I write to tell these richly rewarding stories about geology. Maybe I have succeeded somewhat in my endeavor.

I am forever seeking newer audiences for my writings. A request to you to pass on the link to my blog to your friends. You can also subscribe directly by email or follow me on Twitter.

As for my friend, I am happy to say that he responded well to a treatment of 'one week in the Himalaya', so much so that towards the end of the trip he asked for a geology book list.

Monday, September 16, 2019

Darwin: Citizen Science

After his return to England in 1836 from a five year round the world trip aboard the Beagle, Darwin did not travel again for any extended fieldwork. His home became his study and his laboratory, but he was no lonely isolated genius. His ideas stemmed from data that streamed in from all over the world.

From Darwin: The Life of a Tormented Evolutionist

Down House had become the hub of a correspondence network across the Empire, its tentacles touching every little England. The sack of mail brought gems daily to aid his sexual selection. Botanists from Ceylon to Calcutta sent reports on monkey manes and bearded Indians; mining engineers from Malacca to Nicaragua told of indigenous customs; tile manufacturers in Gibraltar attended to merino lambs; wine exporters in Portugal followed the local tailless dogs; Laplanders measured reindeer horns; New Zealanders heroically tackled the Maori's sense of beauty; and missionaries and magistrates from Queensland to Victoria ceased converting and incarcerating to observe aboriginal ways- with an old Beagle shipmate Philip King helping out. This is what Darwin excelled at: collecting and collating, tracking down facts, verifying,extending his old notebook speculations to embrace the globe.

Darwin had many India connections. His botanist friend Joseph Hooker who had traveled to India in the 1840's had been one source of information on indigenous plants, animals, and people. From 1855 or so, Edward Blyth, curator of the museum of the Royal Asiatic Society in Calcutta became his chief contact. He struck up a lively correspondence with Darwin. Details about monkey manes and bearded Indians would have come from him.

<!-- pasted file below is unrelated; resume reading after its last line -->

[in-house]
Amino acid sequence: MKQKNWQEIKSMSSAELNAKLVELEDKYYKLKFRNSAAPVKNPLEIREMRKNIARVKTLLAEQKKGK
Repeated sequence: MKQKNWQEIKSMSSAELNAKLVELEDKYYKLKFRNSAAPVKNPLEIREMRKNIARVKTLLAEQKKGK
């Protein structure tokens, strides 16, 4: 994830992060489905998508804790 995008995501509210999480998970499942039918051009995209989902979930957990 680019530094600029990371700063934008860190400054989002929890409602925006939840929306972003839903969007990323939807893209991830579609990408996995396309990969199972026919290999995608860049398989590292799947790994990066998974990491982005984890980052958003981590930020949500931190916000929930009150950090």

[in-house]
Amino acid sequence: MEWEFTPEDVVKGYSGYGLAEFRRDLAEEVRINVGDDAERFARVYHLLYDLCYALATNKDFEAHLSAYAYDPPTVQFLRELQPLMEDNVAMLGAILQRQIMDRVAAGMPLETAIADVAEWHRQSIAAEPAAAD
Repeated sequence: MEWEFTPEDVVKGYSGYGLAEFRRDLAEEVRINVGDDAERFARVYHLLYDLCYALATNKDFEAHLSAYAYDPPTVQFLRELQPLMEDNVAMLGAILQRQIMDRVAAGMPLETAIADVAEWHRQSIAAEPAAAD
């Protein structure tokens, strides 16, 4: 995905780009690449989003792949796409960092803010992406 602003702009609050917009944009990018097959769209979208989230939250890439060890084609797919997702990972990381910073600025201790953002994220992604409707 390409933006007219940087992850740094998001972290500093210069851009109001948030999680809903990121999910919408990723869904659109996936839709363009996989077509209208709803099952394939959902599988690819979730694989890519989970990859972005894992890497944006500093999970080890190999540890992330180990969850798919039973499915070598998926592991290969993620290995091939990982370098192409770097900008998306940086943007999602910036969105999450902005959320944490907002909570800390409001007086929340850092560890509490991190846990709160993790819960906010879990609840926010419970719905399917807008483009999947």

"his large and varied stories of knowledge, I should value more than that of almost anyone" he wrote of Blyth.

Vikram Doctor has written an insightful essay on Edward Blyth's life. It sketches the sharp contrast between the financially comfortable life Darwin lived in England against the hardscrabble existence of Blyth, who managed to stay on for 21 years in India on a salary of Rs 250 a month, supplementing it with a trade in exotic birds and animals.

A love for natural history drove Blyth on and Darwin benefited from that immensely.

Tuesday, September 10, 2019

Books: Timefulness And A New History Of Life

More books arrived in my mailbox.

I have been looking for an updated sweeping history of life survey. Peter Ward and Joe Kirschvink have written just that book, covering topics from the origin of life to mammalian evolution. I'm in the middle of the section on the origin of life, along which I am re-reading the relevant section from Nick Lane's superb book The Vital Question. Flipping ahead, I can see that the authors have developed broad narratives of how ecosystems changed, framed within the themes of catastrophic events and changes in levels of oxygen, carbon dioxide and hydrogen sulphide (very early in the history of life).

After enjoying her first book, Reading the Rocks, I had to order Timefulness, a long essay on the need to be aware of the multiple time scales on which geologic processes operate. Marcia Bjornerud stresses that inculcating time-literacy is vital for a sensible societal response to our epoch of rapid planetary change.

I'll be sharing excerpts from time to time.